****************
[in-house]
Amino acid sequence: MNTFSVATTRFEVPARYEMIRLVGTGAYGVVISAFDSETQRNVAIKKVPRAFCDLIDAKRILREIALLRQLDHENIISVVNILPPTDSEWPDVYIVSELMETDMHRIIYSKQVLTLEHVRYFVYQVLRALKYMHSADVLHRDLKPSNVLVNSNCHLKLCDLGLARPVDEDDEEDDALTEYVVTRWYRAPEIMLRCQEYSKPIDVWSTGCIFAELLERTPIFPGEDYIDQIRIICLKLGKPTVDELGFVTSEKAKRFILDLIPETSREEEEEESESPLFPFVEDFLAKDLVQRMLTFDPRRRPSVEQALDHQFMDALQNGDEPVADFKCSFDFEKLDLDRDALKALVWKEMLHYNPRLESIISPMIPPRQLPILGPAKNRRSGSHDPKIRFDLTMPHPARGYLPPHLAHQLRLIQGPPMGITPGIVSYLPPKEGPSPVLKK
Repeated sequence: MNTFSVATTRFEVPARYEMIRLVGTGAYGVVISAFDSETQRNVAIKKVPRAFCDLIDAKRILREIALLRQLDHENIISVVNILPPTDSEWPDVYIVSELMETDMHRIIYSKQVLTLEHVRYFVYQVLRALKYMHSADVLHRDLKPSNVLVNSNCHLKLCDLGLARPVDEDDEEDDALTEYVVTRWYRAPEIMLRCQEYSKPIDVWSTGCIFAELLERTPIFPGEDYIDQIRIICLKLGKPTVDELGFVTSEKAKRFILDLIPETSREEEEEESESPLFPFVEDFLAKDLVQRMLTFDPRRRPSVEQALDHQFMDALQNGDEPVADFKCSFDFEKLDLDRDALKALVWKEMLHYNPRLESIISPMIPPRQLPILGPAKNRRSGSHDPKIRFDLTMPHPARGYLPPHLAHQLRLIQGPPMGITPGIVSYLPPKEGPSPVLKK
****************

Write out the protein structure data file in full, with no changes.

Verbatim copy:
[in-house]
Amino acid sequence: MNTFSVATTRFEVPARYEMIRLVGTGAYGVVISAFDSETQRNVAIKKVPRAFCDLIDAKRILREIALLRQLDHENIISVVNILPPTDSEWPDVYIVSELMETDMHRIIYSKQVLTLEHVRYFVYQVLRALKYMHSADVLHRDLKPSNVLVNSNCHLKLCDLGLARPVDEDDEEDDALTEYVVTRWYRAPEIMLRCQEYSKPIDVWSTGCIFAELLERTPIFPGEDYIDQIRIICLKLGKPTVDELGFVTSEKAKRFILDLIPETSREEEEEESESPLFPFVEDFLAKDLVQRMLTFDPRRRPSVEQALDHQFMDALQNGDEPVADFKCSFDFEKLDLDRDALKALVWKEMLHYNPRLESIISPMIPPRQLPILGPAKNRRSGSHDPKIRFDLTMPHPARGYLPPHLAHQLRLIQGPPMGITPGIVSYLPPKEGPSPVLKK
Repeated sequence: MNTFSVATTRFEVPARYEMIRLVGTGAYGVVISAFDSETQRNVAIKKVPRAFCDLIDAKRILREIALLRQLDHENIISVVNILPPTDSEWPDVYIVSELMETDMHRIIYSKQVLTLEHVRYFVYQVLRALKYMHSADVLHRDLKPSNVLVNSNCHLKLCDLGLARPVDEDDEEDDALTEYVVTRWYRAPEIMLRCQEYSKPIDVWSTGCIFAELLERTPIFPGEDYIDQIRIICLKLGKPTVDELGFVTSEKAKRFILDLIPETSREEEEEESESPLFPFVEDFLAKDLVQRMLTFDPRRRPSVEQALDHQFMDALQNGDEPVADFKCSFDFEKLDLDRDALKALVWKEMLHYNPRLESIISPMIPPRQLPILGPAKNRRSGSHDPKIRFDLTMPHPARGYLPPHLAHQLRLIQGPPMGITPGIVSYLPPKEGPSPVLKK